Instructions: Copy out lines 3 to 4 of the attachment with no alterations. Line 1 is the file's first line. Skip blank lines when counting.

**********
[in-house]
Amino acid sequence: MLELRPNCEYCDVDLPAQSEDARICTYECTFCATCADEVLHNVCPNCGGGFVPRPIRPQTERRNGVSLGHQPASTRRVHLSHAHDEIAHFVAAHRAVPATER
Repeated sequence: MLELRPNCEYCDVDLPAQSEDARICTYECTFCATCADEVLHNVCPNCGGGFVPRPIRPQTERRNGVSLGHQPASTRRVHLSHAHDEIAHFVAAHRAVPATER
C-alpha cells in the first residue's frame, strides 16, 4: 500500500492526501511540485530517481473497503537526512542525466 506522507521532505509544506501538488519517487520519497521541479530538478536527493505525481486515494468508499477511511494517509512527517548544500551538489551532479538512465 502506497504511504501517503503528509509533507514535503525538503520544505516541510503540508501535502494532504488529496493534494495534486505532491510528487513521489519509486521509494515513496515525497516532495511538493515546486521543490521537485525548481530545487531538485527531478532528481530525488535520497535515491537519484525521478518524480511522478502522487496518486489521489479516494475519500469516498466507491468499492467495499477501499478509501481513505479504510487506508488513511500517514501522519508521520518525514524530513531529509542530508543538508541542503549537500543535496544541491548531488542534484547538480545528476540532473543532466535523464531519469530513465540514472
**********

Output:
Repeated sequence: MLELRPNCEYCDVDLPAQSEDARICTYECTFCATCADEVLHNVCPNCGGGFVPRPIRPQTERRNGVSLGHQPASTRRVHLSHAHDEIAHFVAAHRAVPATER
C-alpha cells in the first residue's frame, strides 16, 4: 500500500492526501511540485530517481473497503537526512542525466 506522507521532505509544506501538488519517487520519497521541479530538478536527493505525481486515494468508499477511511494517509512527517548544500551538489551532479538512465 502506497504511504501517503503528509509533507514535503525538503520544505516541510503540508501535502494532504488529496493534494495534486505532491510528487513521489519509486521509494515513496515525497516532495511538493515546486521543490521537485525548481530545487531538485527531478532528481530525488535520497535515491537519484525521478518524480511522478502522487496518486489521489479516494475519500469516498466507491468499492467495499477501499478509501481513505479504510487506508488513511500517514501522519508521520518525514524530513531529509542530508543538508541542503549537500543535496544541491548531488542534484547538480545528476540532473543532466535523464531519469530513465540514472